Economy

Perk Of Being Rich: Facebook's Zuckerberg Pays 1 Percent Interest On Mortgage

Mark Zuckerberg, right, and Andrew Houston, founder and chief executive of Dropbox, wait in a parked car for the traffic to clear out at the Sun Valley Lodge during the Allen & Company Sun Valley Conference last week. i i

hide captionMark Zuckerberg, right, and Andrew Houston, founder and chief executive of Dropbox, wait in a parked car for the traffic to clear out at the Sun Valley Lodge during the Allen & Company Sun Valley Conference last week.

Kevork Djansezian/Getty Images
Mark Zuckerberg, right, and Andrew Houston, founder and chief executive of Dropbox, wait in a parked car for the traffic to clear out at the Sun Valley Lodge during the Allen & Company Sun Valley Conference last week.

Mark Zuckerberg, right, and Andrew Houston, founder and chief executive of Dropbox, wait in a parked car for the traffic to clear out at the Sun Valley Lodge during the Allen & Company Sun Valley Conference last week.

Kevork Djansezian/Getty Images

Last Thursday, the interest rate on 30-year mortgages dipped to its lowest level ever: 3.56 percent.

But if you were a billionaire with flexibility you could probably be paying a lot less. Case in point, reports Bloomberg, Mark Zuckerberg, the billionaire CEO and founder of Facebook, just refinanced his $5.95 million mortgage with a 30-year adjustable-rate loan that begins with a 1.05 percent interest rate.

The reason for that incredible rate is that it can change month to month and Zuckerberg, with a $15.7 billion net worth, can afford to take that risk.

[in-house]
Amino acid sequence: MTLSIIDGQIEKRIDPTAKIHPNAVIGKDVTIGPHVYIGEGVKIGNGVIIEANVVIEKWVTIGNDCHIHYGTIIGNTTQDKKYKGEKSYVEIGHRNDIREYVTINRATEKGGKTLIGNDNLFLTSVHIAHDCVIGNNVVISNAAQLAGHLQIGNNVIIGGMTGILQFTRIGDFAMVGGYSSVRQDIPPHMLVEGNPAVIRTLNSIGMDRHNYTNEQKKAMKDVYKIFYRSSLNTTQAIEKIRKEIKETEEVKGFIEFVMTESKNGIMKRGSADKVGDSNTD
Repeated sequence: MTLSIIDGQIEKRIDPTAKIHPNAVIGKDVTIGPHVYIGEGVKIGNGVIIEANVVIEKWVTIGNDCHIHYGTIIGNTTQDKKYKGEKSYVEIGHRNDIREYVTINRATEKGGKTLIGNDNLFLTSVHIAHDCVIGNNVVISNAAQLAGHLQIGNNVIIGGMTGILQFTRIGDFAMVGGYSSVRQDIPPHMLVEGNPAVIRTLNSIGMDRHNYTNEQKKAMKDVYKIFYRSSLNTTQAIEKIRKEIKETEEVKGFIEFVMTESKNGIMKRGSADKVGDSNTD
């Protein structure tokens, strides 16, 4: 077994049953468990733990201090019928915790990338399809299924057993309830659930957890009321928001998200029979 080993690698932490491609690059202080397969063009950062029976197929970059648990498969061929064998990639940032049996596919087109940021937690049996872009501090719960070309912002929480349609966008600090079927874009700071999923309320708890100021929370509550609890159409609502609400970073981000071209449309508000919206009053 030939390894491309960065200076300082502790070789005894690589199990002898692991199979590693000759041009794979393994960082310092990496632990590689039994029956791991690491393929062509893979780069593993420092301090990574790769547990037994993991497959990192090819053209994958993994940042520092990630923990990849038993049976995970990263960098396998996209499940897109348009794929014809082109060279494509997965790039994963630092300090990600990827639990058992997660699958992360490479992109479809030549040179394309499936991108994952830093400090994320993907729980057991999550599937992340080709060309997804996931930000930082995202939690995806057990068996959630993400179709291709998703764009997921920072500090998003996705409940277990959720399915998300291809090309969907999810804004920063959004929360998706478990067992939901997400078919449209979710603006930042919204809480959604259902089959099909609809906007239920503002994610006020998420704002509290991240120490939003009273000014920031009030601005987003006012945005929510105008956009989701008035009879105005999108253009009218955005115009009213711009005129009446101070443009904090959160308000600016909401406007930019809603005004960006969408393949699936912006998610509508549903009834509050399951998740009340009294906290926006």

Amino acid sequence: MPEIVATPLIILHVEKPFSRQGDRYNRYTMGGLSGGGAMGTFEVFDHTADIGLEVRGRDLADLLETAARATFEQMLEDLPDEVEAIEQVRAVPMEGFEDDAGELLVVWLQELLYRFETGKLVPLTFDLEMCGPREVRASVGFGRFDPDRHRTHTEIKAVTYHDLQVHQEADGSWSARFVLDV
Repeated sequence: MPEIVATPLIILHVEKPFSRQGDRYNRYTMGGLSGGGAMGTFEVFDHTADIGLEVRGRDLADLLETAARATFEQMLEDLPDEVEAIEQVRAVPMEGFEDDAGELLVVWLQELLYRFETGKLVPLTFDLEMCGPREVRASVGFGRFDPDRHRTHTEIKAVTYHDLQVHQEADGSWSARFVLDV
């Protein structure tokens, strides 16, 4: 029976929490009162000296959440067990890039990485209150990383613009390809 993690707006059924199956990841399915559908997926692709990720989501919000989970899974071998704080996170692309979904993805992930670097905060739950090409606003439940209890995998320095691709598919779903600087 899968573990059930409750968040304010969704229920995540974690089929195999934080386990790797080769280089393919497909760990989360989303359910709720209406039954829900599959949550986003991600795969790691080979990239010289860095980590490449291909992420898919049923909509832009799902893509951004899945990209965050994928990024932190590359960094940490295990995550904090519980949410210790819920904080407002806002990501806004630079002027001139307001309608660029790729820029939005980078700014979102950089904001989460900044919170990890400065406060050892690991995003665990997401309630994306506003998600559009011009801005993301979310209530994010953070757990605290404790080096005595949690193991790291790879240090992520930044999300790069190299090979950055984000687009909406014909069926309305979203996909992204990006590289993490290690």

So why would Zuckerberg even need a mortgage? Here's Bloomberg:

"While almost all lending rates have reached historical lows this year, the borrowing costs available to high-net-worth individuals are even lower if the person is willing to bear the risk of monthly interest rate adjustments, said Greg McBride, senior financial analyst with Bankrate Inc., a North Palm Beach, Florida-based firm that tracks interest rates. Large increases are unlikely anytime soon with the Federal Reservesignaling it will keep interest rates near zero for at least two years.

"'When you can borrow at a rate below inflation, you're borrowing for free,' McBride said in an e-mail. 'This is the concept of using other people's money and it preserves financial flexibility for the borrower.'"

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